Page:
It may take a while, but in a few years, it's likely that we'll have devices in our pockets that are so powerful that today's smartphones and computers will pale in comparison. At least that's the promise of the just- announced collaboration between Santa Clara, Calif.-based Intel (INTC) and the Finnish Nokia (NOK).
The news that the two companies will work together is a breakthrough for Intel, which dominates the market for chips used in computers. Intel has been trying to break into the cellphone market but has consistently failed because its chips required too much power. So the company focused instead on creating a market for pocket-sized products. Now, with Nokia agreeing to use its chips, it looks like a winning strategy.
By collaborating with the world's largest developer of wireless handsets, Intel now has access to Nokia's baseband modem technology, allowing it to bring its own architecture to mobile in order to develop processors for Nokia's wireless app processor platforms. It will also allow Intel to license Nokia's 3G/HSPA modem technology. Both companies will be working to develop common technologies for Intel's Moblin and Nokia's Maemo Linux-based operating systems. Moblin will be used in netbooks and mobile internet devices, while Maemo is aimed at the operating system that Nokia used for its N800-series.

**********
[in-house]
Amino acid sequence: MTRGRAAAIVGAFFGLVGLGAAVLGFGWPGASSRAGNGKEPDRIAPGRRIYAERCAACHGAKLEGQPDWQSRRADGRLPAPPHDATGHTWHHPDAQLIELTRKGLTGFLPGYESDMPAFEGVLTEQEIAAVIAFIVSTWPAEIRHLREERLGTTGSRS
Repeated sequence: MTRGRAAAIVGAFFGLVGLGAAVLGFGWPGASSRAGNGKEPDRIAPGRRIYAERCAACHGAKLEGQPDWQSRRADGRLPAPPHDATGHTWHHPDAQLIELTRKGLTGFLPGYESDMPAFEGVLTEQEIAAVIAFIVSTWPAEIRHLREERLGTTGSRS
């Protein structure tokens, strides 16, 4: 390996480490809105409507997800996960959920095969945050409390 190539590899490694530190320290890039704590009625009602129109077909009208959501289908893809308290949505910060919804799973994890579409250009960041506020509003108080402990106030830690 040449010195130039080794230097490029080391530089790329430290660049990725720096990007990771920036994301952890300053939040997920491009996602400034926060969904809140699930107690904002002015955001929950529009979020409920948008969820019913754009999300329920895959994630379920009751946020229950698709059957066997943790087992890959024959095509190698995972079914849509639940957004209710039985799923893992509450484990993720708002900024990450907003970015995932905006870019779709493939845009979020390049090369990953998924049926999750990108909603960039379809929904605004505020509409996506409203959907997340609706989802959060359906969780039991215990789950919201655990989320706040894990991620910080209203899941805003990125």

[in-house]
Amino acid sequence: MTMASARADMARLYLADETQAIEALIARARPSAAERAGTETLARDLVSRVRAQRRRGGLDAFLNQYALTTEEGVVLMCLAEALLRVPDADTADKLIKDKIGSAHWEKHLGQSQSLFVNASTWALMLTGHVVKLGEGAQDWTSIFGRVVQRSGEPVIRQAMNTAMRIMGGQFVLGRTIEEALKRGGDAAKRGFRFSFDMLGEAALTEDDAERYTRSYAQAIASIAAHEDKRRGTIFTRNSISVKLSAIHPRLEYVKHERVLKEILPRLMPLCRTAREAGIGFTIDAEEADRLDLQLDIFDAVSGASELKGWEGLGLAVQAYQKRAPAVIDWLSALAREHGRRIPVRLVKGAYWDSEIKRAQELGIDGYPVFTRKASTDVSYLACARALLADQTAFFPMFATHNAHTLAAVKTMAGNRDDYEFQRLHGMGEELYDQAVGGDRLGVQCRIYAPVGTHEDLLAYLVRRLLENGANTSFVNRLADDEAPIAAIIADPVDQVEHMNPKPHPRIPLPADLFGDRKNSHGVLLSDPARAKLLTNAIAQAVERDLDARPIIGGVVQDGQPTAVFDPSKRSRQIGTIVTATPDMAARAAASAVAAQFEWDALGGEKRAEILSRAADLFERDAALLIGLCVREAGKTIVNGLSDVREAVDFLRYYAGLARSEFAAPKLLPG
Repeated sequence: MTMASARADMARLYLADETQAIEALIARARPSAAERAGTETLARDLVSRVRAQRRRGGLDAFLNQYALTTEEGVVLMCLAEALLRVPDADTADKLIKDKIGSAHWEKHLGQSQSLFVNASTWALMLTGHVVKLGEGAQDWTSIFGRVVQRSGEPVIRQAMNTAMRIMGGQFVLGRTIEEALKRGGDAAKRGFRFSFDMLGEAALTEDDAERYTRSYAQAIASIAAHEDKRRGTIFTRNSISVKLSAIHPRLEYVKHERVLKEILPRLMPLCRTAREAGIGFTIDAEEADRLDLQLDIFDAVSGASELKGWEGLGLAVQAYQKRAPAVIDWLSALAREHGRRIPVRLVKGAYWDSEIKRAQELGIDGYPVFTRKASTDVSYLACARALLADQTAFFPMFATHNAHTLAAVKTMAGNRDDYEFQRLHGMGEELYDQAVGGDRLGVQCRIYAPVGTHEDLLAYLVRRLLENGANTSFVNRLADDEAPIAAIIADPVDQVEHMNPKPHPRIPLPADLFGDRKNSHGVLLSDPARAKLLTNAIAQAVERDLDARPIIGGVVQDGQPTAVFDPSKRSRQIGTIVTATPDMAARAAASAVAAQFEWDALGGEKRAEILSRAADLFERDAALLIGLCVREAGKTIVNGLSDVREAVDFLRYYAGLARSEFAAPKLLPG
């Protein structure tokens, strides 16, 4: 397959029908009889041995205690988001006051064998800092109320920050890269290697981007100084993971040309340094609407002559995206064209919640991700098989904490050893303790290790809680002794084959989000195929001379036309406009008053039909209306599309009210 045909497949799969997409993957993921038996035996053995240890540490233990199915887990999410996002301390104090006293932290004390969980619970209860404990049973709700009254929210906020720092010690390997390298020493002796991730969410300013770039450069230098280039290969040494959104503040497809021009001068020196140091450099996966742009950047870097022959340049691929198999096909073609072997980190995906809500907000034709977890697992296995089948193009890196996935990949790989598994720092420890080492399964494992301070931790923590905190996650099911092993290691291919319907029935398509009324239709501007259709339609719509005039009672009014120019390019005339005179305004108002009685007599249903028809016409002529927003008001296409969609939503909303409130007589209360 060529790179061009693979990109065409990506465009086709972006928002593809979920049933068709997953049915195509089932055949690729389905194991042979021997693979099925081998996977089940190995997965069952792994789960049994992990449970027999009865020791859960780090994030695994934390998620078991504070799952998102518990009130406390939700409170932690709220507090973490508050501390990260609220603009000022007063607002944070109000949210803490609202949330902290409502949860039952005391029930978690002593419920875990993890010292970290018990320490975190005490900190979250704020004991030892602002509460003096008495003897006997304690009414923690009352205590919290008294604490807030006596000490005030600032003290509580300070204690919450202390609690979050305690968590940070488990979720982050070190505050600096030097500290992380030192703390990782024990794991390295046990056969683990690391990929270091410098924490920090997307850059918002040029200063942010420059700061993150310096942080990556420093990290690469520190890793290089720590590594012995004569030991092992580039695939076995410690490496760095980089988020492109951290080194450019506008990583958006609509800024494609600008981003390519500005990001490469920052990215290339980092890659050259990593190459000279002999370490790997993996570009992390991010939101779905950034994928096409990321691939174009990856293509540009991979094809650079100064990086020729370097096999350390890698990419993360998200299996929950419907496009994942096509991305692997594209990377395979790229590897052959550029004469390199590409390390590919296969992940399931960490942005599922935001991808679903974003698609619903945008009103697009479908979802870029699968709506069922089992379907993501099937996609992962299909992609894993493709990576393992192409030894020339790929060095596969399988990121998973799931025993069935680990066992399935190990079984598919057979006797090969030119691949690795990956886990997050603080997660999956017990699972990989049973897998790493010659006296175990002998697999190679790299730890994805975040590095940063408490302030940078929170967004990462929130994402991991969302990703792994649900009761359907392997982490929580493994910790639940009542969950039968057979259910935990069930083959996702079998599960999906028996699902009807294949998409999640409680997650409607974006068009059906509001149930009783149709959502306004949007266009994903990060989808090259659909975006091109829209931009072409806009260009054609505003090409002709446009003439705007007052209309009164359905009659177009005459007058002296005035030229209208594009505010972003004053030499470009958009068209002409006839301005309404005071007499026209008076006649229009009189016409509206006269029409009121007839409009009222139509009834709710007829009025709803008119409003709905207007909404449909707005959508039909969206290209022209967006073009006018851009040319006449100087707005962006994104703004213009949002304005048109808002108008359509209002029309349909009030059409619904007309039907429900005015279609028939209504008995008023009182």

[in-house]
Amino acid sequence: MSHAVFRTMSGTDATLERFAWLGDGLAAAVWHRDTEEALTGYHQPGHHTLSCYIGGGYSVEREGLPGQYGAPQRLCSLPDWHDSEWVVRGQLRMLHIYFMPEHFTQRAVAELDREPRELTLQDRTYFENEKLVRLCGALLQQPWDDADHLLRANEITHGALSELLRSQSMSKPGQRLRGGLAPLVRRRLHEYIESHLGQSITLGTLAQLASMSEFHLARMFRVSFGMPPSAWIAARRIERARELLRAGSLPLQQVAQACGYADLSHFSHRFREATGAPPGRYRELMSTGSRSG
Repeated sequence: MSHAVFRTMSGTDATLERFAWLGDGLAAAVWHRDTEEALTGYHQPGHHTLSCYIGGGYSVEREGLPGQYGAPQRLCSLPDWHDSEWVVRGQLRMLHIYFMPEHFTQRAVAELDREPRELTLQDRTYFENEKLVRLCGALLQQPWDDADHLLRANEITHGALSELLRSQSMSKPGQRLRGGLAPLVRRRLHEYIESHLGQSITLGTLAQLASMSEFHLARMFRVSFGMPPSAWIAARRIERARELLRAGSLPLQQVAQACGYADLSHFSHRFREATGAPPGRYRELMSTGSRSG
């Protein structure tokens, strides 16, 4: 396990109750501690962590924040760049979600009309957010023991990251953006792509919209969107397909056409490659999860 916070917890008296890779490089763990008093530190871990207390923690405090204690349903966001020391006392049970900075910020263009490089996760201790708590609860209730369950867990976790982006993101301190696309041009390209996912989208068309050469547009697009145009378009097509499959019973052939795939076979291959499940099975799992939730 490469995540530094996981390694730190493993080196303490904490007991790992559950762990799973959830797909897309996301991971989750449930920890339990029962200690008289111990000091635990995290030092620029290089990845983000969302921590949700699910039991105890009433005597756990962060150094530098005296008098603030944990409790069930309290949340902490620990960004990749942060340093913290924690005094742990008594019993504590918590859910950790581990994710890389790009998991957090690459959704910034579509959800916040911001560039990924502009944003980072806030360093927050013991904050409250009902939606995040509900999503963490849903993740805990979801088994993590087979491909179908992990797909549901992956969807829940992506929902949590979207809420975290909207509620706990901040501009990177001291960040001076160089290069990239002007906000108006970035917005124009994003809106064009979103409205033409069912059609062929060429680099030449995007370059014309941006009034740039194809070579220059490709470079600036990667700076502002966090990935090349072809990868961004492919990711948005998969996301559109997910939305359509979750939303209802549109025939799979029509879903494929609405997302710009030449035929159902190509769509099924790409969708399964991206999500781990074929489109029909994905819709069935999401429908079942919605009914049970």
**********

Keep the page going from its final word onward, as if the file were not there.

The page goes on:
For Nokia, the collaboration provides a new avenue to come out with powerful new smartphones and netbooks, though it may take a couple of years.
But where there are winners there are also losers. Nokia has long had existing relationship with Texas Instruments (TXN) and ST Microelectronics, as well as Qualcomm (QCOM), as it started to develop CDMA-based handsets and Broadcom (BRCM). While Nokia says it will continue to work with these companies, Intel's entry now makes it tougher for the others as the company increasingly moves toward developing more sophisticated smart phones or mobile computers.
Of course, Intel is also taking a risk by working with Nokia because it needs to be careful not to anger its existing partners while helping Nokia to build new, impressive competitive devices.
It remains unclear exactly what kind of new products to expect from the collaboration, but Nokia did say that it plans to use new materials, shapes, and displays that go beyond anything available in today's smartphones and netbooks. This will be a growing and competitive market. Companies like Motorola (MOT), Samsung, and LG are going after the netbook market, and more traditional PC companies, such as Acer, Dell (DELL), and Hewlett Packard (HPQ), likely will be developing smartphone/smartbook devices over the next few months.
Soon, you'll be carrying around a completely newfangled device.